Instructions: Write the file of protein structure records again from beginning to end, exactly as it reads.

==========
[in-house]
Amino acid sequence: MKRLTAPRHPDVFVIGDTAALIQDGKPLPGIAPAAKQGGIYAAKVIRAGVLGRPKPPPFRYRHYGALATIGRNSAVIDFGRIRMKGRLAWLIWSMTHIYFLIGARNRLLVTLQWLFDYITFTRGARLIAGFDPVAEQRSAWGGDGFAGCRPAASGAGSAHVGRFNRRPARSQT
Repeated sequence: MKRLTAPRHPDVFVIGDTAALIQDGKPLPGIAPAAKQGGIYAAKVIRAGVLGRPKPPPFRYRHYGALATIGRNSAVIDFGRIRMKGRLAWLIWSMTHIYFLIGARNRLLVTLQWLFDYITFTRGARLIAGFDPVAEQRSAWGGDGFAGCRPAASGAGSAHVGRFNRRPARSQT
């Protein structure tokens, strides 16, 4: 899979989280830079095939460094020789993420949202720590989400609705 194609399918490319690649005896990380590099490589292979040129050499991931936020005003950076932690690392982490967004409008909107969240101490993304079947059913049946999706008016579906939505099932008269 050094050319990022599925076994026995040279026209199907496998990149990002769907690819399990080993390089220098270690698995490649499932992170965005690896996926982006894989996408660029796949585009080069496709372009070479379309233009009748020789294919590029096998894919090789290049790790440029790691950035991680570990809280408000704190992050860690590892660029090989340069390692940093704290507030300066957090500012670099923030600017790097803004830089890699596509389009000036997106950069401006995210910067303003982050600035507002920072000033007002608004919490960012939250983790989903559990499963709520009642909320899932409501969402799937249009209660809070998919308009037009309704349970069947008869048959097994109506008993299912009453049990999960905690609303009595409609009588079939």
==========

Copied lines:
[in-house]
Amino acid sequence: MKRLTAPRHPDVFVIGDTAALIQDGKPLPGIAPAAKQGGIYAAKVIRAGVLGRPKPPPFRYRHYGALATIGRNSAVIDFGRIRMKGRLAWLIWSMTHIYFLIGARNRLLVTLQWLFDYITFTRGARLIAGFDPVAEQRSAWGGDGFAGCRPAASGAGSAHVGRFNRRPARSQT
Repeated sequence: MKRLTAPRHPDVFVIGDTAALIQDGKPLPGIAPAAKQGGIYAAKVIRAGVLGRPKPPPFRYRHYGALATIGRNSAVIDFGRIRMKGRLAWLIWSMTHIYFLIGARNRLLVTLQWLFDYITFTRGARLIAGFDPVAEQRSAWGGDGFAGCRPAASGAGSAHVGRFNRRPARSQT
């Protein structure tokens, strides 16, 4: 899979989280830079095939460094020789993420949202720590989400609705 194609399918490319690649005896990380590099490589292979040129050499991931936020005003950076932690690392982490967004409008909107969240101490993304079947059913049946999706008016579906939505099932008269 050094050319990022599925076994026995040279026209199907496998990149990002769907690819399990080993390089220098270690698995490649499932992170965005690896996926982006894989996408660029796949585009080069496709372009070479379309233009009748020789294919590029096998894919090789290049790790440029790691950035991680570990809280408000704190992050860690590892660029090989340069390692940093704290507030300066957090500012670099923030600017790097803004830089890699596509389009000036997106950069401006995210910067303003982050600035507002920072000033007002608004919490960012939250983790989903559990499963709520009642909320899932409501969402799937249009209660809070998919308009037009309704349970069947008869048959097994109506008993299912009453049990999960905690609303009595409609009588079939």